As a result, at the first face-to-face meeting between the two since the Olympics, in Uzbekistan in September, Putin has to roll in the dust and say that Russia would be happy to answer China’s “questions and concerns” regarding the “special mission.” At the same time, the Kremlin prince thanked China for the “balanced position” that China had taken with regard to the Ukraine war. China wanted to signal to the West that it was distancing itself from Putin.

Before the meeting of the two powerful people, even the Chinese ambassador to the USA announced that the UN charter, in which the sovereignty of all nations is anchored, is fully recognized and respected as the basis of international relations. Of course, the people in China don’t hear that, but the signal that goes out from this statement is aimed at Washington and its allies. It is supposed to mean a distancing from Putin’s war.

For Russia, Beijing has its own very different message: Li Zahnsu, China’s number three, the chairman of the powerful Standing Committee, pledged Beijing’s “support” to Russia during a visit to the Russian parliament at the same time. So far, no Chinese apparatchiks and top politicians have gone that far, an absolute novelty that should lead to unease in Berlin, London and Paris. Li also reiterated the view that the international community cornered Russia over Ukraine and virtually forced it into a war against Ukraine. However, the Chinese state agency Xinhua said only that there was “strategic coordination” between China and Russia.

The people in China and international observers did not hear anything about “support”. Something different was communicated to Russia than to Washington. At that moment, not even a knowledge of Chinese will help the state apparatus to figure it out. You also have to be able to speak Russian. Because the Russian state agency celebrated the unexpected encouragement from Beijing and trumpeted what Li said literally. Beijing neither confirmed nor denied the report by the Russian side.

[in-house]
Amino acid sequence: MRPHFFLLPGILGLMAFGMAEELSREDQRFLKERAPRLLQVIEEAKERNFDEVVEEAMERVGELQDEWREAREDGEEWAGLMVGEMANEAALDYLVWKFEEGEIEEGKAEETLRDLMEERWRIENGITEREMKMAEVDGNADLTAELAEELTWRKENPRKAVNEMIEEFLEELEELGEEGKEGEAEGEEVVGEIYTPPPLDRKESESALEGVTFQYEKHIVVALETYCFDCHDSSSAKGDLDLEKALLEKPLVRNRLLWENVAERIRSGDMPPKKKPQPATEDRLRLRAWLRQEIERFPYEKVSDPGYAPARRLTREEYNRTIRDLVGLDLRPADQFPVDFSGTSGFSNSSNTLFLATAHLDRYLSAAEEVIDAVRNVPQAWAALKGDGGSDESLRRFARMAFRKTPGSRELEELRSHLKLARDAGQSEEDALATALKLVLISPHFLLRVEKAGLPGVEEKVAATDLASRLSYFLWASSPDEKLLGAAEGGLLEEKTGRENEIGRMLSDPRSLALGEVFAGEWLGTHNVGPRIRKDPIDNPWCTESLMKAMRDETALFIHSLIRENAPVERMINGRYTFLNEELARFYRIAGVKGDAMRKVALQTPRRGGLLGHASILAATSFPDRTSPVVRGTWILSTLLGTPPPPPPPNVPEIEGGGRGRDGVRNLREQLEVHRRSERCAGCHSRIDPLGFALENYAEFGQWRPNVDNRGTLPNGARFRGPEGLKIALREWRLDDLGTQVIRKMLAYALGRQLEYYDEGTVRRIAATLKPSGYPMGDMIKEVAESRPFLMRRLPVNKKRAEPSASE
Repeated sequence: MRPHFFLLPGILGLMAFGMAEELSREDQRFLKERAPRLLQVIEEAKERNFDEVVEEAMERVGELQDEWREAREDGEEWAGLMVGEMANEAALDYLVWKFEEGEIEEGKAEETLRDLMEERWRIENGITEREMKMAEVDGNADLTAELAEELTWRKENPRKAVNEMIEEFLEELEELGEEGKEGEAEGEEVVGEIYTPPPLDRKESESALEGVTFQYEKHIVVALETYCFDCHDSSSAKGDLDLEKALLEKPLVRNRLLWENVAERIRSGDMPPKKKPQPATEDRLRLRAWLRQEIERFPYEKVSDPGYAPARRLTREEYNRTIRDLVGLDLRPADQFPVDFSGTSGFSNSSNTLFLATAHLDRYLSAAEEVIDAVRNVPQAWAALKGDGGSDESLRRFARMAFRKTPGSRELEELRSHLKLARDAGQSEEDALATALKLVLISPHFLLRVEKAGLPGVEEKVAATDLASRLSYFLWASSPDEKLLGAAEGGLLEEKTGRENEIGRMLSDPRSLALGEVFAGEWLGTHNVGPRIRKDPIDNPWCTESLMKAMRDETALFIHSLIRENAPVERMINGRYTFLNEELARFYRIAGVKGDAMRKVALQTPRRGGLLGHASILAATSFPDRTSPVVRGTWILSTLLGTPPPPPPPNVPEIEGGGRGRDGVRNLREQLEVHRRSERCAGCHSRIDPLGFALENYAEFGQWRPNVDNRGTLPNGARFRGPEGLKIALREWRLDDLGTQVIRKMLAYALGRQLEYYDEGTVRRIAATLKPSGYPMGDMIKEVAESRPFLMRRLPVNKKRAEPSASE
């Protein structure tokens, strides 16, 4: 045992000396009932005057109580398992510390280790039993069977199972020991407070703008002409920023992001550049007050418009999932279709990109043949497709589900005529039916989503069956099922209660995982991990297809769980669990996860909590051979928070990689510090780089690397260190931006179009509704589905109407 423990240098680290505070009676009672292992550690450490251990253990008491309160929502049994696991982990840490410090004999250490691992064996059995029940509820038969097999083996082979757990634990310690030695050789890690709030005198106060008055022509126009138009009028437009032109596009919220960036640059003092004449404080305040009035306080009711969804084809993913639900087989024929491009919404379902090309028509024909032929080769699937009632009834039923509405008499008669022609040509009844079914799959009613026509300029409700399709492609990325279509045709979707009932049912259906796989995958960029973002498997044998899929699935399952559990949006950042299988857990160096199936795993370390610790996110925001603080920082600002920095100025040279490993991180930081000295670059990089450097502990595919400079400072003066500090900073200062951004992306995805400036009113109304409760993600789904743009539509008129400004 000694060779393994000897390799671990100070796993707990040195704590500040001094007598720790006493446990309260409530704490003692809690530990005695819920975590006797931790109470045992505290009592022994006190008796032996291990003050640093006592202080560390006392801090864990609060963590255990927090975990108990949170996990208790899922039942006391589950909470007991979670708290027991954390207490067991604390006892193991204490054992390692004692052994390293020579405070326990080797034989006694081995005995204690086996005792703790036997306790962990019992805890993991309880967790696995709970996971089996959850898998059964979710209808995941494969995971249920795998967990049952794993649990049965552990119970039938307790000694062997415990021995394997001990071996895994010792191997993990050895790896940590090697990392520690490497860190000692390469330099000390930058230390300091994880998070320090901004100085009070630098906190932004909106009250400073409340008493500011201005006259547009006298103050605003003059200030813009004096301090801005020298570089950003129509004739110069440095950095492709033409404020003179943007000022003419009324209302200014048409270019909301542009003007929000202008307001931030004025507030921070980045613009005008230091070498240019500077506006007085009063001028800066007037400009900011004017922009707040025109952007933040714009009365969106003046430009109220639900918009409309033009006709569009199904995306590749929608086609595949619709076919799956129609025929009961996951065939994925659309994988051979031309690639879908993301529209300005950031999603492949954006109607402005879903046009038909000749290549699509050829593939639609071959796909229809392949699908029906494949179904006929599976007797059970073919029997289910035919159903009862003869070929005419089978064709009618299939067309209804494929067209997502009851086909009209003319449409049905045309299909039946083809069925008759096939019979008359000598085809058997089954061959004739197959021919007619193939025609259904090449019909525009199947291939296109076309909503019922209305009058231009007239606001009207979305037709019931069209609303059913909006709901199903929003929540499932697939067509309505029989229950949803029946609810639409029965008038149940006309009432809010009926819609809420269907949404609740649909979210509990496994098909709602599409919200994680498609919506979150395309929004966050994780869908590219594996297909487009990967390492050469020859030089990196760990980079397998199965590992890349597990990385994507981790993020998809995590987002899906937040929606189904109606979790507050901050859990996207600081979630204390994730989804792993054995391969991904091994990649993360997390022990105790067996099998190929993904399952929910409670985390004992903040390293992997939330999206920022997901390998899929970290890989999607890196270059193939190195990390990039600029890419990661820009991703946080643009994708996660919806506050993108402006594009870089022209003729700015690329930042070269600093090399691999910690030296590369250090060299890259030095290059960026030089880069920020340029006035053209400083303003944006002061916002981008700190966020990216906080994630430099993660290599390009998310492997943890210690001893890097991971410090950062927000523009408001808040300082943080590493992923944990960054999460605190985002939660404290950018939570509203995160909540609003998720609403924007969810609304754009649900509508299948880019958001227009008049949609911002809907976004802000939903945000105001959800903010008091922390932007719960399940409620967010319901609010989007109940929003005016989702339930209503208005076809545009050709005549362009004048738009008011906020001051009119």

It is clear that Beijing communicates differently to each actor in the conflict over the Ukraine war. Ruler Xi has no interest in leading the conflict to an end as a clear negotiator or middleman. This shows that another narrative that Beijing has already spread in the course of its fake climate enthusiasm in Paris is only intended to appease critics in the free world. It is the narrative that the People’s Republic wants to take a constructive place in world politics. However, the untruthful dodges that Beijing is currently using in the international arena point in the opposite direction. Neither peace in Ukraine nor international politics can be made with the People’s Republic.

Alexander Görlach is Honorary Professor of Ethics at Leuphana University in Lüneburg and Senior Fellow at the Carnegie Council for Ethics in International Affairs in New York. The PhD linguist and theologian is currently working on a project on “digital cosmopolitanism” at the Internet Institute at Oxford University and the Faculty of Philosophy at New York University.

Alexander Görlach was a Fellow and Visiting Scholar at Harvard University in the USA and Cambridge University in England. After stints in Taiwan and Hong Kong, he has focused on the rise of China and what it means for East Asian democracies in particular. He has recently published the following titles: “Red Alert: Why China’s Aggressive Foreign Policy in the Western Pacific Is Leading to a Global War” (Hoffmann

From 2009 to 2015, Alexander Görlach was also the publisher and editor-in-chief of the debate magazine The European, which he founded. Today he is a columnist and author for various media such as the Neue Zürcher Zeitung and the New York Times. He lives in New York and Berlin.